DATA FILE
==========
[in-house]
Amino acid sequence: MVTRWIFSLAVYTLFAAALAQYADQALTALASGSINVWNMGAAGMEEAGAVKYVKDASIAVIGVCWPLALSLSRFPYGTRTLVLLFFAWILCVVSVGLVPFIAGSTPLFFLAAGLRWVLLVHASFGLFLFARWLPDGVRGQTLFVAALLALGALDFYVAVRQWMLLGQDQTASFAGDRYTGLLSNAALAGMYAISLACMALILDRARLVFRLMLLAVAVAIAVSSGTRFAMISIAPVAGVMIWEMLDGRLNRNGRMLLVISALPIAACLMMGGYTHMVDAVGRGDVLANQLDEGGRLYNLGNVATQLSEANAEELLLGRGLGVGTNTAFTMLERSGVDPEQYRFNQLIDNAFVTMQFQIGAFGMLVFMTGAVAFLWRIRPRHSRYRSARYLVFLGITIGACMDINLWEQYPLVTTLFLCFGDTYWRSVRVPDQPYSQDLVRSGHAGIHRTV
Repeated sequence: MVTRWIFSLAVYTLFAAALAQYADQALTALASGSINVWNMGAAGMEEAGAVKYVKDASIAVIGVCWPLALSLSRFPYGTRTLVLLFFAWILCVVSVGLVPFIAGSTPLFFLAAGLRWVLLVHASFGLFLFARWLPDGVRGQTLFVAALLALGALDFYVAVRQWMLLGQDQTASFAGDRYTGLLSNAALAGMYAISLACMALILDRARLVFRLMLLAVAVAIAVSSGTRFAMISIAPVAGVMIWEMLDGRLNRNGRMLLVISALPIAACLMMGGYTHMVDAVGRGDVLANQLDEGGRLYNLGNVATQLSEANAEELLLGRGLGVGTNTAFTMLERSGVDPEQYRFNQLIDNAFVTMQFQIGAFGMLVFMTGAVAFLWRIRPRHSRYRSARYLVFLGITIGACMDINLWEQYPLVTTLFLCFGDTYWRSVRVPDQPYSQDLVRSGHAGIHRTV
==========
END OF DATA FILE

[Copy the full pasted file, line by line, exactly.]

[in-house]
Amino acid sequence: MVTRWIFSLAVYTLFAAALAQYADQALTALASGSINVWNMGAAGMEEAGAVKYVKDASIAVIGVCWPLALSLSRFPYGTRTLVLLFFAWILCVVSVGLVPFIAGSTPLFFLAAGLRWVLLVHASFGLFLFARWLPDGVRGQTLFVAALLALGALDFYVAVRQWMLLGQDQTASFAGDRYTGLLSNAALAGMYAISLACMALILDRARLVFRLMLLAVAVAIAVSSGTRFAMISIAPVAGVMIWEMLDGRLNRNGRMLLVISALPIAACLMMGGYTHMVDAVGRGDVLANQLDEGGRLYNLGNVATQLSEANAEELLLGRGLGVGTNTAFTMLERSGVDPEQYRFNQLIDNAFVTMQFQIGAFGMLVFMTGAVAFLWRIRPRHSRYRSARYLVFLGITIGACMDINLWEQYPLVTTLFLCFGDTYWRSVRVPDQPYSQDLVRSGHAGIHRTV
Repeated sequence: MVTRWIFSLAVYTLFAAALAQYADQALTALASGSINVWNMGAAGMEEAGAVKYVKDASIAVIGVCWPLALSLSRFPYGTRTLVLLFFAWILCVVSVGLVPFIAGSTPLFFLAAGLRWVLLVHASFGLFLFARWLPDGVRGQTLFVAALLALGALDFYVAVRQWMLLGQDQTASFAGDRYTGLLSNAALAGMYAISLACMALILDRARLVFRLMLLAVAVAIAVSSGTRFAMISIAPVAGVMIWEMLDGRLNRNGRMLLVISALPIAACLMMGGYTHMVDAVGRGDVLANQLDEGGRLYNLGNVATQLSEANAEELLLGRGLGVGTNTAFTMLERSGVDPEQYRFNQLIDNAFVTMQFQIGAFGMLVFMTGAVAFLWRIRPRHSRYRSARYLVFLGITIGACMDINLWEQYPLVTTLFLCFGDTYWRSVRVPDQPYSQDLVRSGHAGIHRTV